Did you know that 99.9% of all US companies are considered to be small businesses? In a country full of small business owners, you’d think that would mean that business taxes would be easy to understand. That’s not always the case, however.
If you’re a small business owner currently working on your tax return, it’s imperative that you know what a small business tax credit is and what it means for your company.
Continue reading this brief guide to learn the ins and outs of these tax credits.
What a Small Business Tax Credit Is (and Isn’t)
Oftentimes, small business owners confuse tax credits with tax deductions. But, it’s important to understand the difference. Tax deductions lower your taxable income. Tax credits, on the other hand, reduce your tax bill by a dollar amount.
With a deduction, you can deduct set amounts from your taxable income, putting you in a lower tax bracket. This means the percentage you’ll pay in taxes is based on a lower number.
With a tax credit, your total tax bill changes, not the calculation. So, if your tax bill is $10,000 and you get a $2,000 tax credit, you’ll now owe $8,000 in taxes.
How to Claim Small Business Tax Credits
When filing your taxes, you’ll need to submit the General Business Credit Form, which is Form 3800. This document lists all of the available tax credits for which your small business may qualify. Of course, there is a limit you can claim for each year.
To help you determine exactly which credits you should claim and what your limit is this year, work with a company like Tri-Merit Specialty Tax Professionals.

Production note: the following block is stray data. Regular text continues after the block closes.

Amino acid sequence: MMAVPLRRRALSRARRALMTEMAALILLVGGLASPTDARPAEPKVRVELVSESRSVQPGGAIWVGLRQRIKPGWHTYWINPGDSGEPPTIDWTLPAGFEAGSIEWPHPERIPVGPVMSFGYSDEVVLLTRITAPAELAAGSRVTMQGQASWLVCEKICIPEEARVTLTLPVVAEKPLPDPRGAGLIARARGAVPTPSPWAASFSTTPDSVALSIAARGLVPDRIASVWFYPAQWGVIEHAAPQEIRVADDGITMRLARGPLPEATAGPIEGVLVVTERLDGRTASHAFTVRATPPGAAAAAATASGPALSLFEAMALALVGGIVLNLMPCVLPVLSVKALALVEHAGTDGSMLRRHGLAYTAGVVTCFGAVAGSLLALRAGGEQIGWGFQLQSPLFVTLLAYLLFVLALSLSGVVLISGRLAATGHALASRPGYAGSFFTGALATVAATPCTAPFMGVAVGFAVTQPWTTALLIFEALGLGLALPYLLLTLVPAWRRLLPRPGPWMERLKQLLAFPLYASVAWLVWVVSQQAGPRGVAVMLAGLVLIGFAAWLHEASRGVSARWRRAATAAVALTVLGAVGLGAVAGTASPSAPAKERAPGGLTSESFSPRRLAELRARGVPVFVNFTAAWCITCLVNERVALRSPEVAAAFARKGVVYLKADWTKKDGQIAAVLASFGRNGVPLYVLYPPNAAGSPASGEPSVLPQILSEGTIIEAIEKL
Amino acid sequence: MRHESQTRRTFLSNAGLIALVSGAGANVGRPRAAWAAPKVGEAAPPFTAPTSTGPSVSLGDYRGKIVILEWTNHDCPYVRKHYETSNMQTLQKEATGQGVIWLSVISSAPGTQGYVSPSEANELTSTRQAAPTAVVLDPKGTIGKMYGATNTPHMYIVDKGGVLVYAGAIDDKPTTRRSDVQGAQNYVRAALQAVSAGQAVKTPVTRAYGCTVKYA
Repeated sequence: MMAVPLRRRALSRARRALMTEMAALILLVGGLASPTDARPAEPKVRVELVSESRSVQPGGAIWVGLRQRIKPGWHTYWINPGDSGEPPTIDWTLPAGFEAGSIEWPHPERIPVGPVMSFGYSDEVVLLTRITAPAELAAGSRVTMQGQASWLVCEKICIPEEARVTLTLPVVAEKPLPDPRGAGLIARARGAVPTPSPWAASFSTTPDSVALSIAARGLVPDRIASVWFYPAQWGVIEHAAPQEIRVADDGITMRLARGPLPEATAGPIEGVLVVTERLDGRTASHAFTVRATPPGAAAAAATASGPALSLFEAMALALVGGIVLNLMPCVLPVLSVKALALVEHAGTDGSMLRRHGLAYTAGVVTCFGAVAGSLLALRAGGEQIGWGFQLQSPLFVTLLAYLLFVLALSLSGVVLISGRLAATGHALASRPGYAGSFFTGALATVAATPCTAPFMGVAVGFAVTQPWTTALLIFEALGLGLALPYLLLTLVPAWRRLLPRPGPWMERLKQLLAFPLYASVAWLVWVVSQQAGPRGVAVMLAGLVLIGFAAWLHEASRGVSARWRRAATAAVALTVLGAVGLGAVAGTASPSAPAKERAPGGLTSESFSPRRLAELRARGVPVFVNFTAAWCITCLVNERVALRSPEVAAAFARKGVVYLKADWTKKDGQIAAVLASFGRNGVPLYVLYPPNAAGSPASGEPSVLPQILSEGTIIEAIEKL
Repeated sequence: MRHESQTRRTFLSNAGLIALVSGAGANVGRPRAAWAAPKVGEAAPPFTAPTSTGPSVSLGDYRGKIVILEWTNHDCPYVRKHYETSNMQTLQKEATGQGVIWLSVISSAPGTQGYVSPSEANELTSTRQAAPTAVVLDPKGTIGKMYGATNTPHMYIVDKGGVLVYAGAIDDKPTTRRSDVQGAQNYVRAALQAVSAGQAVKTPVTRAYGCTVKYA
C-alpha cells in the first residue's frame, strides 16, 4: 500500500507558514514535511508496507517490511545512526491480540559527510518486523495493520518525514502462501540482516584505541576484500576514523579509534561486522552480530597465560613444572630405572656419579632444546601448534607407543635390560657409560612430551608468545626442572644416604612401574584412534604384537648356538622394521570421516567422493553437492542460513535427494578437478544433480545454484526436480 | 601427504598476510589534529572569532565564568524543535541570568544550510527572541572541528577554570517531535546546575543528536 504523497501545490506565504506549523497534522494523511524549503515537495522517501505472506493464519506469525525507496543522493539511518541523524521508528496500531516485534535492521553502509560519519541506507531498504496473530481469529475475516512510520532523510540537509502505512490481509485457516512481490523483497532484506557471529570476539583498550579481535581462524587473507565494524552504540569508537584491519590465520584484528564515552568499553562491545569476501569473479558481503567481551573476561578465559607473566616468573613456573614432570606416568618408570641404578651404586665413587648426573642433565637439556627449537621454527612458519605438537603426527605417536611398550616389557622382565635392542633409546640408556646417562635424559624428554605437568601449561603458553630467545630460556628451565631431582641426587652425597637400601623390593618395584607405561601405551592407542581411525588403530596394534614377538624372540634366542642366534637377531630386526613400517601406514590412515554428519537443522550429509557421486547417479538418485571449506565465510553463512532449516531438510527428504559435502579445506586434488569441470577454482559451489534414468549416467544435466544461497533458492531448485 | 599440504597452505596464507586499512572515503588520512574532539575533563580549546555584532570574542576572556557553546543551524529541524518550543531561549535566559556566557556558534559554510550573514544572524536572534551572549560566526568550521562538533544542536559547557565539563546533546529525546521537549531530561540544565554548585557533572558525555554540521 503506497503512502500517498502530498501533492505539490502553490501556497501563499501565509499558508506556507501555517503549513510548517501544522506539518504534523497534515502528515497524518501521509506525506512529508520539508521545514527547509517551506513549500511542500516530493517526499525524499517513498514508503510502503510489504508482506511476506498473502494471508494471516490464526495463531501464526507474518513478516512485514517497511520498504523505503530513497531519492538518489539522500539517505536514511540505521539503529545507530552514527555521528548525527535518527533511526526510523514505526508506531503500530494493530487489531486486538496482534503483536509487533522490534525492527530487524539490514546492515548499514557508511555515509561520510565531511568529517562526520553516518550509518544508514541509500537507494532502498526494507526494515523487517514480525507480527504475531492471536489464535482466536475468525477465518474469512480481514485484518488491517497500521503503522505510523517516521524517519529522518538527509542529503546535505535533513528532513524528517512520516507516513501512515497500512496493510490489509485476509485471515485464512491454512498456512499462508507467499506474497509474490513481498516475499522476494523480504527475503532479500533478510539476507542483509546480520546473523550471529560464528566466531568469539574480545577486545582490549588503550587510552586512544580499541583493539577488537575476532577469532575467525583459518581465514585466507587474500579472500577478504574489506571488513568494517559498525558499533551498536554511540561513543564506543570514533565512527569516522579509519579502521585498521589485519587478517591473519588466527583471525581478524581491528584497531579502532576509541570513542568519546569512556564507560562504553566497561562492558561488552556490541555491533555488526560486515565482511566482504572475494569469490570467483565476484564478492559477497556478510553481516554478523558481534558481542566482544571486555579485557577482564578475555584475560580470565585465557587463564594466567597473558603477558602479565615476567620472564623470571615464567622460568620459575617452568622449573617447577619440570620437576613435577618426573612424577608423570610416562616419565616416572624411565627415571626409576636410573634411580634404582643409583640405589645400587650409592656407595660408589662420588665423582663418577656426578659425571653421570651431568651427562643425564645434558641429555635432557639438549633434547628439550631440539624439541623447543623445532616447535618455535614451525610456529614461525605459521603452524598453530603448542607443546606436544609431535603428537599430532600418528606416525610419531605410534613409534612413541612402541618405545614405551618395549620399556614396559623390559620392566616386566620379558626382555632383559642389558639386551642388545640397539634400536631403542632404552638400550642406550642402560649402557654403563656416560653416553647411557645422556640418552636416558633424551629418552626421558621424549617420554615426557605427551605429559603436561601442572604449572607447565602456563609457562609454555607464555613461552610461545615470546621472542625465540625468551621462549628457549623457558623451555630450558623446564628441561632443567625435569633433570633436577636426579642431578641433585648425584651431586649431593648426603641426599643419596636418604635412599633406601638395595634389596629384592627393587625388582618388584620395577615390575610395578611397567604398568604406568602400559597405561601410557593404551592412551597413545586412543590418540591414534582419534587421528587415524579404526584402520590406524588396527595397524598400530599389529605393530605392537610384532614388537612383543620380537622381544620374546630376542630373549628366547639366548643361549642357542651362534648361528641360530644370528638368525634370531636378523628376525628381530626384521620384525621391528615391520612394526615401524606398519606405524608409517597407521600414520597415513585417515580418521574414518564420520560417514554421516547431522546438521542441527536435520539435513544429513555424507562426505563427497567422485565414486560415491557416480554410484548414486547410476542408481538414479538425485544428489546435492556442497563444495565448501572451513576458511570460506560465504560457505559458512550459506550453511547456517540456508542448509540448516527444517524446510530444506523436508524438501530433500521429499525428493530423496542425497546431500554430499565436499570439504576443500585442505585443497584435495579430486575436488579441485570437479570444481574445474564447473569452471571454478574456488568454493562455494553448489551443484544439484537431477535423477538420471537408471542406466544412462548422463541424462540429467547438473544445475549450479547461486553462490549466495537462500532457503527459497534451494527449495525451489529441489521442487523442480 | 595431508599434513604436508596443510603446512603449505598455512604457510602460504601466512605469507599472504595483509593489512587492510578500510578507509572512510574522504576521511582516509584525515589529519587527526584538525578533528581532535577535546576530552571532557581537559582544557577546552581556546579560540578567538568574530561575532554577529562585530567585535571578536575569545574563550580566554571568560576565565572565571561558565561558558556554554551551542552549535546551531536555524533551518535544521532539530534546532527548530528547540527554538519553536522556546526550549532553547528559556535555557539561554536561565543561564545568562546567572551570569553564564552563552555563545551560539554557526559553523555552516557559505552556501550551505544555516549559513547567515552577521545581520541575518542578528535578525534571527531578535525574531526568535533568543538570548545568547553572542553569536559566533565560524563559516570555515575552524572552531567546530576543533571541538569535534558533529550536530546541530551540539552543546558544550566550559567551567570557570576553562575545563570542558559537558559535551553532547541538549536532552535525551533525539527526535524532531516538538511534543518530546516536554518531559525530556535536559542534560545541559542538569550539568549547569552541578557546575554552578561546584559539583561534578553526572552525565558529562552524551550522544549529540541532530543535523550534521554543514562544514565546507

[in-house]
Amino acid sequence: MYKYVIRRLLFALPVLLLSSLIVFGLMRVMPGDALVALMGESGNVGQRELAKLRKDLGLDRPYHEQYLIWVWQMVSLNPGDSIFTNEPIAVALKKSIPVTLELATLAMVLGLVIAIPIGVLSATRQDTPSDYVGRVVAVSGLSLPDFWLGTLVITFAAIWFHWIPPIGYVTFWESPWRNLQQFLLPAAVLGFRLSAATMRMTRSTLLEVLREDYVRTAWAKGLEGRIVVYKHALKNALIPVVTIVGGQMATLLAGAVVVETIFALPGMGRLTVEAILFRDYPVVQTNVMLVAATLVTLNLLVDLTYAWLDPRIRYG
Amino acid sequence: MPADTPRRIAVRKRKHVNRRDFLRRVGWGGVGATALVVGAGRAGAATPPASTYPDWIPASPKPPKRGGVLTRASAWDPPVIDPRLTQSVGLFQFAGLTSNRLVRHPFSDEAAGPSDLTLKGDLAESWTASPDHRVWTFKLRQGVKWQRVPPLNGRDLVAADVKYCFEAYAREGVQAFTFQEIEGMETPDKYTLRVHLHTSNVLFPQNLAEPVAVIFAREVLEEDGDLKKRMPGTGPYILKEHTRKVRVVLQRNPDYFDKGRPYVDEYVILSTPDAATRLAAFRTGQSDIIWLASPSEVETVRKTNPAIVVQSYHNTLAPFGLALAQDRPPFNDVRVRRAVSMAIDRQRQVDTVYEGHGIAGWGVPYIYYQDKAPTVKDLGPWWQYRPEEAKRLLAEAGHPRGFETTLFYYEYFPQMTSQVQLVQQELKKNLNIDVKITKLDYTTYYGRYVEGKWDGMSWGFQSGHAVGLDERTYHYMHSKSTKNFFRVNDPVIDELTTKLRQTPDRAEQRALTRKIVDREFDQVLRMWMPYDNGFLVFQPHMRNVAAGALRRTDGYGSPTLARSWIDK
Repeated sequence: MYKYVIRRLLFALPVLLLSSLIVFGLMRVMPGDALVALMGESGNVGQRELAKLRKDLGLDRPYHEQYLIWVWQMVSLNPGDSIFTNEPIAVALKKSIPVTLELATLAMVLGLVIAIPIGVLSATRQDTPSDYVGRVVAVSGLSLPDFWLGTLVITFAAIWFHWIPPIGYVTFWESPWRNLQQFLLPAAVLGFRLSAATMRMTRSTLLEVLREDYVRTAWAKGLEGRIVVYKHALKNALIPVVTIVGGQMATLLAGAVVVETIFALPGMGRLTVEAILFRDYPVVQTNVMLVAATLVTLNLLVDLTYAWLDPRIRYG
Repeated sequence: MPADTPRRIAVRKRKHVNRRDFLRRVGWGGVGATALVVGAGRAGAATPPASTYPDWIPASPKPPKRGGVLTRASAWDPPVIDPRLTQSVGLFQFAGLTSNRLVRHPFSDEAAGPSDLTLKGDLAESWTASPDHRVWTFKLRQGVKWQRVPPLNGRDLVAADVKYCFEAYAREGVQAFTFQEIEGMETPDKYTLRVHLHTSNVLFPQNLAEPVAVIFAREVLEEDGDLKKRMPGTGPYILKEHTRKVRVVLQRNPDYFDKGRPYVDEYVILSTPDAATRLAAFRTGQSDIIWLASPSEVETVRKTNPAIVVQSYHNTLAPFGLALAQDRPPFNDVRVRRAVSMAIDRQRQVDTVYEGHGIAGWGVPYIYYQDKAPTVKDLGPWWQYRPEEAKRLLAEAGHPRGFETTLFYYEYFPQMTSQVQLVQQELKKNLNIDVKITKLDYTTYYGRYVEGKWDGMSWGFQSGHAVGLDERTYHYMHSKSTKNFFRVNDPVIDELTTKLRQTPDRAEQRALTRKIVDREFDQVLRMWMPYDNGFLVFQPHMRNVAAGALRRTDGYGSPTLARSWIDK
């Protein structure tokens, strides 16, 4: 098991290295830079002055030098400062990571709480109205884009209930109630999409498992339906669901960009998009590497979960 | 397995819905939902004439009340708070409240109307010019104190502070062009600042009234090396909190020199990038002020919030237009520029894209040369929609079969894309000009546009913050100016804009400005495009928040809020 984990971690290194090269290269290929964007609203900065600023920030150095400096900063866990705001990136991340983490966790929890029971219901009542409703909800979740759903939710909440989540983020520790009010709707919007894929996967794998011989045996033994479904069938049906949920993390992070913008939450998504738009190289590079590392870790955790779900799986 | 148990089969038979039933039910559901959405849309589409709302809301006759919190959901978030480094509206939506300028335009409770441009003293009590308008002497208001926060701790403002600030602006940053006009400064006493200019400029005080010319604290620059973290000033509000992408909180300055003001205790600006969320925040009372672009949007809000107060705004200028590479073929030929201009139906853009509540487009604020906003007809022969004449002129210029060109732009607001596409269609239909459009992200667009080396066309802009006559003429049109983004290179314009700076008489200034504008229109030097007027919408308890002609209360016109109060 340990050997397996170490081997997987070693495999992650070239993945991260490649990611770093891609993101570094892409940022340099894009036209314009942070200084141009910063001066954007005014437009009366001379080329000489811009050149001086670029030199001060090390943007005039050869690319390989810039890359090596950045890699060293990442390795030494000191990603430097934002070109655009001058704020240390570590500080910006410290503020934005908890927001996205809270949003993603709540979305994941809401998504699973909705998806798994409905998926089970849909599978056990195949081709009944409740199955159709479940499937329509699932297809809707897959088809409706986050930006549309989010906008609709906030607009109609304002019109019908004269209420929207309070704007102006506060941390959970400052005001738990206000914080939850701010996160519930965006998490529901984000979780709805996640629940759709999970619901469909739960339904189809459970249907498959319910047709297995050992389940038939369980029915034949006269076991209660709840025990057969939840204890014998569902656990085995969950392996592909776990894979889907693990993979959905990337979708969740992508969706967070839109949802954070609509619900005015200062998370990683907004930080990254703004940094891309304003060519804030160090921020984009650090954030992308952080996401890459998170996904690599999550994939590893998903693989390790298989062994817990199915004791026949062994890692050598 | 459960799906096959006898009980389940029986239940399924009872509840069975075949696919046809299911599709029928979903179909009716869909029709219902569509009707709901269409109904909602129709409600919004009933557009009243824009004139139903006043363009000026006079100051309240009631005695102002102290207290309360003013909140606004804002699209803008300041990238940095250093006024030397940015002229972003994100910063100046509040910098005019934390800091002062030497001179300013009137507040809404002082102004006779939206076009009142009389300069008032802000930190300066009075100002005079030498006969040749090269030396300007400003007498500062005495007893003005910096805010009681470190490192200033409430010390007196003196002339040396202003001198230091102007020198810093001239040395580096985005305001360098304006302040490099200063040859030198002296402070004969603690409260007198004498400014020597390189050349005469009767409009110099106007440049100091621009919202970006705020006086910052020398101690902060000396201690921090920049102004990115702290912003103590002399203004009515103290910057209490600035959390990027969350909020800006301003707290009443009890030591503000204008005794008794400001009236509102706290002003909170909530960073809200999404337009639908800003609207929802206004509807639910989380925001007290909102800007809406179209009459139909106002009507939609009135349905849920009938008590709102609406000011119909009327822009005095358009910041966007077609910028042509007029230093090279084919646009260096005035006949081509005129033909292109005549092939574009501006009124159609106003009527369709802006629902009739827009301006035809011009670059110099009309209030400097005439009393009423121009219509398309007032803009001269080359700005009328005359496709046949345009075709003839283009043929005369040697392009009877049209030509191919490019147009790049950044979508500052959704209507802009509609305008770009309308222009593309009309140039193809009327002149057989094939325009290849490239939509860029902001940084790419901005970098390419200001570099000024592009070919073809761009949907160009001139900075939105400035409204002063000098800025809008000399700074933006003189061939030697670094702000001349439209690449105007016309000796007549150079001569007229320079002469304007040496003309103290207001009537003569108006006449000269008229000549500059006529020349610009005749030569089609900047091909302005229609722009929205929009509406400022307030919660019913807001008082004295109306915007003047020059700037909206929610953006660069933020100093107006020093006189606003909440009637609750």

The good news is that if you are eligible for a credit and you fail to claim it, you might be able to carry forward the credit to a future year.
Examples of Different Types of Small Business Tax Credits
Interested to see what kinds of credits might be available for your business? Here’s a closer look at some of the most common available tax credits.
Form 8994: Employer Credit for Paid Family and Medical Leave
This gives tax incentives to employers to provide paid family and medical leave to their employees. If you pay employees at least 50% of their wages while they’re on leave, you may qualify for the credit. If you pay more than 50%, then the credit increases accordingly.
Form 6765: Credit for Increasing Research Activities
Your small business may qualify for a credit if you prioritize research and development. If you do qualify, you can subtract up to 10% of your research costs from your tax bill to help encourage innovation.
Form 8882: Credit for Employer-Provided Childcare Facilities and Services
To help incentivize key employee benefits, this credit is available to businesses that help cover the costs of childcare for employees. If your business qualifies, you may be able to claim up to $150,000 every tax year.
Take Advantage of Business Tax Credits
Now that you know more about what a small business tax credit is, work with your tax professional to learn more about your eligibility. As many tax credits have an expiration, take action now before they’re gone!
Want to read more business finance content? Check out our other articles before you go.